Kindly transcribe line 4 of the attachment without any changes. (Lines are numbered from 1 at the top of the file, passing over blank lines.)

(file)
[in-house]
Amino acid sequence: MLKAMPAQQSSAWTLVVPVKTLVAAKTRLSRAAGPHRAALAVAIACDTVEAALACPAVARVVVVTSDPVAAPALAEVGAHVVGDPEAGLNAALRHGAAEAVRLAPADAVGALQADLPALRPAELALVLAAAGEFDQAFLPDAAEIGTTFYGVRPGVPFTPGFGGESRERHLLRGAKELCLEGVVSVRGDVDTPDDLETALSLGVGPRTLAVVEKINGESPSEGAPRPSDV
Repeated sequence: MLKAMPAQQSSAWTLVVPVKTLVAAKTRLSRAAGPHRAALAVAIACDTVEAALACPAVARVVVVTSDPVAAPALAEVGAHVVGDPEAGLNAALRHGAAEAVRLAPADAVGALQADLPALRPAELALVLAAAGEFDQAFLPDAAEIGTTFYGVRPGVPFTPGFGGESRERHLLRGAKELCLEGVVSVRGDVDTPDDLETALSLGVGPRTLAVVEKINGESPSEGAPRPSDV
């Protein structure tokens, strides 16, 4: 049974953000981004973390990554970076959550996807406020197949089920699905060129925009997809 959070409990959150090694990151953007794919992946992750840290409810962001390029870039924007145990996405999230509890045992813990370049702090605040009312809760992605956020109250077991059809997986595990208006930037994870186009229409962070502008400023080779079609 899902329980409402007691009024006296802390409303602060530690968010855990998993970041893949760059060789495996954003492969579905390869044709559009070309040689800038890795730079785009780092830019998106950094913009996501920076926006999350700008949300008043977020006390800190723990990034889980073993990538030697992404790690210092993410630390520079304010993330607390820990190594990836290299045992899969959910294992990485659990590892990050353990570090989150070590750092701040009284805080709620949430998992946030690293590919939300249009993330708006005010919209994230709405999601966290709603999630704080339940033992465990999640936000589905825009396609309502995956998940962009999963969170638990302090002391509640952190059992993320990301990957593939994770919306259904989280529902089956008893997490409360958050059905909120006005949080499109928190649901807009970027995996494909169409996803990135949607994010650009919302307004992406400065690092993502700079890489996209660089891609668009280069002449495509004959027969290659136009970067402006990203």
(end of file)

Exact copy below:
């Protein structure tokens, strides 16, 4: 049974953000981004973390990554970076959550996807406020197949089920699905060129925009997809 959070409990959150090694990151953007794919992946992750840290409810962001390029870039924007145990996405999230509890045992813990370049702090605040009312809760992605956020109250077991059809997986595990208006930037994870186009229409962070502008400023080779079609 899902329980409402007691009024006296802390409303602060530690968010855990998993970041893949760059060789495996954003492969579905390869044709559009070309040689800038890795730079785009780092830019998106950094913009996501920076926006999350700008949300008043977020006390800190723990990034889980073993990538030697992404790690210092993410630390520079304010993330607390820990190594990836290299045992899969959910294992990485659990590892990050353990570090989150070590750092701040009284805080709620949430998992946030690293590919939300249009993330708006005010919209994230709405999601966290709603999630704080339940033992465990999640936000589905825009396609309502995956998940962009999963969170638990302090002391509640952190059992993320990301990957593939994770919306259904989280529902089956008893997490409360958050059905909120006005949080499109928190649901807009970027995996494909169409996803990135949607994010650009919302307004992406400065690092993502700079890489996209660089891609668009280069002449495509004959027969290659136009970067402006990203």